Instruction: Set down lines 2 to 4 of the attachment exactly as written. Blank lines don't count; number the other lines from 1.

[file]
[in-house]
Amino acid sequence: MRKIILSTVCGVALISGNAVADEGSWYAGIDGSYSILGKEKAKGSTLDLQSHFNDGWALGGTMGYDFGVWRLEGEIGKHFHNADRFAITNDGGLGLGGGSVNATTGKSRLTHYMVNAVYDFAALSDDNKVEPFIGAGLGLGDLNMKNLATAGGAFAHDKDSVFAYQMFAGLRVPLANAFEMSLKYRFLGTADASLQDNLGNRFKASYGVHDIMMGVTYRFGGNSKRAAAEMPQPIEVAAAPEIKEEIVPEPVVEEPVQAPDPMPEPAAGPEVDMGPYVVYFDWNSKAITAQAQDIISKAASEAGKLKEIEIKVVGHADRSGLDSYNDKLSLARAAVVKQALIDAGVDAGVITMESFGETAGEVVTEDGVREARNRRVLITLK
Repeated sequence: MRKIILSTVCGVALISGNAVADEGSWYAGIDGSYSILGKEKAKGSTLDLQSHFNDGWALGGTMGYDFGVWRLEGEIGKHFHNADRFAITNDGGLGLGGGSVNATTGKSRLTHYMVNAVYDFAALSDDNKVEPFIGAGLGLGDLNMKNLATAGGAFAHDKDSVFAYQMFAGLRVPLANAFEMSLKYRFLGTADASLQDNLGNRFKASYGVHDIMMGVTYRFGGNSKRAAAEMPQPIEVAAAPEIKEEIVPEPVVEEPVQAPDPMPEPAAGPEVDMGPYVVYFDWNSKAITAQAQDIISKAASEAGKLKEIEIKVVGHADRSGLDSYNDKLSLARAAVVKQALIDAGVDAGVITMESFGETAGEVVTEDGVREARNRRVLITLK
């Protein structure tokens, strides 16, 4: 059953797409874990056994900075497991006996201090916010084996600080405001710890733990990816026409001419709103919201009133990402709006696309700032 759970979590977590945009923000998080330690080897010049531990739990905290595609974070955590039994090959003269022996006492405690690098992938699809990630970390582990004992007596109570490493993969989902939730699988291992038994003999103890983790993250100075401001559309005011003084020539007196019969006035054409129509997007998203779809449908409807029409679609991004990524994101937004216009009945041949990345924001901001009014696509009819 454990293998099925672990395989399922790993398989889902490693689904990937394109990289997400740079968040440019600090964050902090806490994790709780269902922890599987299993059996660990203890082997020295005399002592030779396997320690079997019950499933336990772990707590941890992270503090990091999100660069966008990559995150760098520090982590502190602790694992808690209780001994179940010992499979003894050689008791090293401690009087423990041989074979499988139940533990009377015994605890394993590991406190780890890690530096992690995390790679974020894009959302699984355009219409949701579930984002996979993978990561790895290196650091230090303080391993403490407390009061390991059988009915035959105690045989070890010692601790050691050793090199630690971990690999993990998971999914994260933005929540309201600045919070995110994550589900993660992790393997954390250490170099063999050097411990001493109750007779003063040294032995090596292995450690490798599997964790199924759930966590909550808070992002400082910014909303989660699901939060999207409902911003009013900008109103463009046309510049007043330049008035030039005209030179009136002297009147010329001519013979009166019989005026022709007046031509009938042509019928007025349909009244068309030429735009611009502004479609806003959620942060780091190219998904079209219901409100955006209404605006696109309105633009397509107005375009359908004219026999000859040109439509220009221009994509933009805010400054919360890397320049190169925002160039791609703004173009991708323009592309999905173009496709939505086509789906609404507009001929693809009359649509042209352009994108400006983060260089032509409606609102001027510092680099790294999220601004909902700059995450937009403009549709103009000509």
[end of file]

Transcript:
Amino acid sequence: MRKIILSTVCGVALISGNAVADEGSWYAGIDGSYSILGKEKAKGSTLDLQSHFNDGWALGGTMGYDFGVWRLEGEIGKHFHNADRFAITNDGGLGLGGGSVNATTGKSRLTHYMVNAVYDFAALSDDNKVEPFIGAGLGLGDLNMKNLATAGGAFAHDKDSVFAYQMFAGLRVPLANAFEMSLKYRFLGTADASLQDNLGNRFKASYGVHDIMMGVTYRFGGNSKRAAAEMPQPIEVAAAPEIKEEIVPEPVVEEPVQAPDPMPEPAAGPEVDMGPYVVYFDWNSKAITAQAQDIISKAASEAGKLKEIEIKVVGHADRSGLDSYNDKLSLARAAVVKQALIDAGVDAGVITMESFGETAGEVVTEDGVREARNRRVLITLK
Repeated sequence: MRKIILSTVCGVALISGNAVADEGSWYAGIDGSYSILGKEKAKGSTLDLQSHFNDGWALGGTMGYDFGVWRLEGEIGKHFHNADRFAITNDGGLGLGGGSVNATTGKSRLTHYMVNAVYDFAALSDDNKVEPFIGAGLGLGDLNMKNLATAGGAFAHDKDSVFAYQMFAGLRVPLANAFEMSLKYRFLGTADASLQDNLGNRFKASYGVHDIMMGVTYRFGGNSKRAAAEMPQPIEVAAAPEIKEEIVPEPVVEEPVQAPDPMPEPAAGPEVDMGPYVVYFDWNSKAITAQAQDIISKAASEAGKLKEIEIKVVGHADRSGLDSYNDKLSLARAAVVKQALIDAGVDAGVITMESFGETAGEVVTEDGVREARNRRVLITLK
């Protein structure tokens, strides 16, 4: 059953797409874990056994900075497991006996201090916010084996600080405001710890733990990816026409001419709103919201009133990402709006696309700032 759970979590977590945009923000998080330690080897010049531990739990905290595609974070955590039994090959003269022996006492405690690098992938699809990630970390582990004992007596109570490493993969989902939730699988291992038994003999103890983790993250100075401001559309005011003084020539007196019969006035054409129509997007998203779809449908409807029409679609991004990524994101937004216009009945041949990345924001901001009014696509009819 454990293998099925672990395989399922790993398989889902490693689904990937394109990289997400740079968040440019600090964050902090806490994790709780269902922890599987299993059996660990203890082997020295005399002592030779396997320690079997019950499933336990772990707590941890992270503090990091999100660069966008990559995150760098520090982590502190602790694992808690209780001994179940010992499979003894050689008791090293401690009087423990041989074979499988139940533990009377015994605890394993590991406190780890890690530096992690995390790679974020894009959302699984355009219409949701579930984002996979993978990561790895290196650091230090303080391993403490407390009061390991059988009915035959105690045989070890010692601790050691050793090199630690971990690999993990998971999914994260933005929540309201600045919070995110994550589900993660992790393997954390250490170099063999050097411990001493109750007779003063040294032995090596292995450690490798599997964790199924759930966590909550808070992002400082910014909303989660699901939060999207409902911003009013900008109103463009046309510049007043330049008035030039005209030179009136002297009147010329001519013979009166019989005026022709007046031509009938042509019928007025349909009244068309030429735009611009502004479609806003959620942060780091190219998904079209219901409100955006209404605006696109309105633009397509107005375009359908004219026999000859040109439509220009221009994509933009805010400054919360890397320049190169925002160039791609703004173009991708323009592309999905173009496709939505086509789906609404507009001929693809009359649509042209352009994108400006983060260089032509409606609102001027510092680099790294999220601004909902700059995450937009403009549709103009000509």